Recent work on the Auckland Manukau Transport Initiative (AMETI) has identified that the busway can operate through Pakuranga town centre without the need to build Reeves Road flyover first.

This allows funding to be used to deliver more public transport improvements sooner by deferring the $170 million flyover until next decade. Targeted traffic improvements will also be made to relieve congestion at the intersections of Ti Rakau Drive/Pakuranga Road and Ti Rakau Drive/Pakuranga Highway.

Auckland Transport AMETI Programme Director Peter King says the change means better transport choices for people in the area sooner and supports the roll out of the new public transport network in 2016.

“The recent decision on the Basin Reserve flyover in Wellington shows the challenges of consenting a flyover that has impacts on an urban area and the potential for long delays. This decision allows us to extend the AMETI transport improvements made in Panmure to Pakuranga and Botany as soon as possible while continuing to build the case for the flyover.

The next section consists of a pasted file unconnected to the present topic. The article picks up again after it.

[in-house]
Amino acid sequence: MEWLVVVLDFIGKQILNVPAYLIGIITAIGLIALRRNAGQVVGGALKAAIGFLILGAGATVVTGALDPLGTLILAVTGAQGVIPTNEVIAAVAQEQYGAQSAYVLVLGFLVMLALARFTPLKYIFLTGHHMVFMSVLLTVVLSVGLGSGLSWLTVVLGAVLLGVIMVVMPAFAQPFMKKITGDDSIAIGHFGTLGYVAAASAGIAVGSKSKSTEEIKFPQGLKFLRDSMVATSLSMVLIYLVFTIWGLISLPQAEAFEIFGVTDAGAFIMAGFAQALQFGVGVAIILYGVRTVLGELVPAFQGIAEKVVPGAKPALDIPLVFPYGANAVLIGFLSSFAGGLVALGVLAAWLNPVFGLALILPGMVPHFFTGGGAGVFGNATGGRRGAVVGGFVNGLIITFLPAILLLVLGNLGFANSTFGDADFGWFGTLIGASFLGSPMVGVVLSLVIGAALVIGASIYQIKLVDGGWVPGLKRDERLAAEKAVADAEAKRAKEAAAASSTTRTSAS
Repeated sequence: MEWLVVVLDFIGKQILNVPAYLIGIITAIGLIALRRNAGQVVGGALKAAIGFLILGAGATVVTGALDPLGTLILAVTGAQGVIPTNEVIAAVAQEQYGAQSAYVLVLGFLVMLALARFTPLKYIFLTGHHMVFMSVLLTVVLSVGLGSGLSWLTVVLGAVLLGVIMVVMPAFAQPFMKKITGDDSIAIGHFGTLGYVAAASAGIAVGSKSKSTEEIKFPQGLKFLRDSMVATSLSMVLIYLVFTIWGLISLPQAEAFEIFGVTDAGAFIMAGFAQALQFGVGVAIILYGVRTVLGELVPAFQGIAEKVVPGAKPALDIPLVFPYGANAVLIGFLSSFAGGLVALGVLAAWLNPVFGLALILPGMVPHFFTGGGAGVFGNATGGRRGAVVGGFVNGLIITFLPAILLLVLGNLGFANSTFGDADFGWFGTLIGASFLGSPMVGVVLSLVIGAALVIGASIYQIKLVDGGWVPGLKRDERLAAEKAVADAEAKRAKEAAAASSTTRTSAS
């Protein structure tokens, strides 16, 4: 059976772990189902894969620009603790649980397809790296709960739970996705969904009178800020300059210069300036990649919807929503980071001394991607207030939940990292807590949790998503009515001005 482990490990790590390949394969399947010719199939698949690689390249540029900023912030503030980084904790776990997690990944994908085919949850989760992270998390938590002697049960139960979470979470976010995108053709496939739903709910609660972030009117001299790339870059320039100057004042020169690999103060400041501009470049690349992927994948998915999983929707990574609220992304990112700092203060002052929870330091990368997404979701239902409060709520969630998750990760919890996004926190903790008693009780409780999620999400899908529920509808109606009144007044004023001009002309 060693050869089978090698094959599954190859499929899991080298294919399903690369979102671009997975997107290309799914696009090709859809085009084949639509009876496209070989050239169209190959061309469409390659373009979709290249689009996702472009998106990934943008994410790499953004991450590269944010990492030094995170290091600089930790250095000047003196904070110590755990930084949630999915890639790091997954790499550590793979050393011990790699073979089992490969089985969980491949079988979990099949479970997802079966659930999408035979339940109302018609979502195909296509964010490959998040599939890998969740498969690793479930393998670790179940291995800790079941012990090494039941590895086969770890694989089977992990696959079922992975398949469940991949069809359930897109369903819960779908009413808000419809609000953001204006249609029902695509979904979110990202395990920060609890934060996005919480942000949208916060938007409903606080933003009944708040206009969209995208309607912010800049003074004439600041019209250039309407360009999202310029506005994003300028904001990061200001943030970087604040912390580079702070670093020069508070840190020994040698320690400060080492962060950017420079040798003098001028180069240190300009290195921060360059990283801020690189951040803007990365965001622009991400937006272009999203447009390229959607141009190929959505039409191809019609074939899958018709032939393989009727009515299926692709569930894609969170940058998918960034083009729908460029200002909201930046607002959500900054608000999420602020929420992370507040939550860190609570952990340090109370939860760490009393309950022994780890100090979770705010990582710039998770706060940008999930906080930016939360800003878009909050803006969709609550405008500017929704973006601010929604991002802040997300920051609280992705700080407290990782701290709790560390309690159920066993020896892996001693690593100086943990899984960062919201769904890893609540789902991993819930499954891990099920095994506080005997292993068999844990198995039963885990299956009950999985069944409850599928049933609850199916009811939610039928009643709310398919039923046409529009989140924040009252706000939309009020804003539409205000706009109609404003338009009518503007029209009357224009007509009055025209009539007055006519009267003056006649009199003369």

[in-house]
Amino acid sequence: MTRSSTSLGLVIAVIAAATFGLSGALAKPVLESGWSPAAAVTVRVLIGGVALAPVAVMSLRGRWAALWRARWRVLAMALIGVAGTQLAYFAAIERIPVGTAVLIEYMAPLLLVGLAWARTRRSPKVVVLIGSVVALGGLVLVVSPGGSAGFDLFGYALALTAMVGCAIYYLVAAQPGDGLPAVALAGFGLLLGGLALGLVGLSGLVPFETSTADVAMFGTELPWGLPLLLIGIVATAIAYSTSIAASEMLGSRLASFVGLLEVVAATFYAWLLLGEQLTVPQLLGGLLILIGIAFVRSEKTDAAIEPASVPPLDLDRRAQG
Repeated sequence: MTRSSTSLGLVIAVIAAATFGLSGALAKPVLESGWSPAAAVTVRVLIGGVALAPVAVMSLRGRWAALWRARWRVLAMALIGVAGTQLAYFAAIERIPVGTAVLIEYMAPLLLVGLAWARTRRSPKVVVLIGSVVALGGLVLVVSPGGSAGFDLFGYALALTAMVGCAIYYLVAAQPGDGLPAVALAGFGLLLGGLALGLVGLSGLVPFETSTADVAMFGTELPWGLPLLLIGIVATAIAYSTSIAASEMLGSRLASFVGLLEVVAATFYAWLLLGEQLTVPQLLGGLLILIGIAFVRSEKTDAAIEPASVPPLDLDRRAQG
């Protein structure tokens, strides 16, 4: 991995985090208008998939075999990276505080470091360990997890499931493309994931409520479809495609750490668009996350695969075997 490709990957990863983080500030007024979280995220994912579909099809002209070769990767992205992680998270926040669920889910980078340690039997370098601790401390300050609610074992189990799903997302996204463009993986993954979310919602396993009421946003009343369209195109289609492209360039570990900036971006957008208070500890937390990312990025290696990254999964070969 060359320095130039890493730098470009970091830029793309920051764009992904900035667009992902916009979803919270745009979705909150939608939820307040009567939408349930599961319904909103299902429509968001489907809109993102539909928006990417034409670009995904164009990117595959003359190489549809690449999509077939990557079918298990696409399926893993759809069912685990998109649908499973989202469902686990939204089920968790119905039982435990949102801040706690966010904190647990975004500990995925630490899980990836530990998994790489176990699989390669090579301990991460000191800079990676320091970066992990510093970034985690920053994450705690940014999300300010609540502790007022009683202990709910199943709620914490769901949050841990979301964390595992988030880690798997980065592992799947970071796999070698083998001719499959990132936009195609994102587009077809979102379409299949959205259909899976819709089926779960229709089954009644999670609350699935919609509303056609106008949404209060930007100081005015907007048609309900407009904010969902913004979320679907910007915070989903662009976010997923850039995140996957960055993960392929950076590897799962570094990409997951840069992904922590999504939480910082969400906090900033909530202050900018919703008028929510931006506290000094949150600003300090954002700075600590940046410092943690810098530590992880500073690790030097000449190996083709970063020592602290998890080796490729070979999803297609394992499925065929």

“Large numbers of passengers are expected to be attracted by quicker, frequent and more reliable bus journeys on lanes separate to traffic. About 7.4 million trips a year are expected on the busway.

“There are time savings from opening the busway between Panmure and Pakuranga, however they are much greater when the full busway to Botany is open. For example catching the bus and train between Botany and Britomart will take 38 minutes, 17 minutes quicker.

“The change to timing reflects Auckland Transport’s prioritisation of rapid, high frequency public transport and will not require extra funding.”

Work to develop the flyover showed its congestion benefits would be limited until further significant investment along the South Eastern Highway. It also indicated a likely increase in costs with the need to create a quality urban environment beneath it.

Auckland Transport will update the community in early March on the new delivery plan for AMETI and a potential change to the busway route through Pakuranga town centre. Following further feasibility work there will be consultation on any change to the busway route.

Consultation will be carried out on the latest design for the next construction stage between Panmure and Pakuranga, before a Notice of Requirement is lodged in April.

The Panmure to Pakuranga projects include:

  • Replacing Panmure roundabout with an intersection with traffic lights and more direct pedestrian crossings.
  • Panmure to Pakuranga busway on lanes separate to traffic congestion.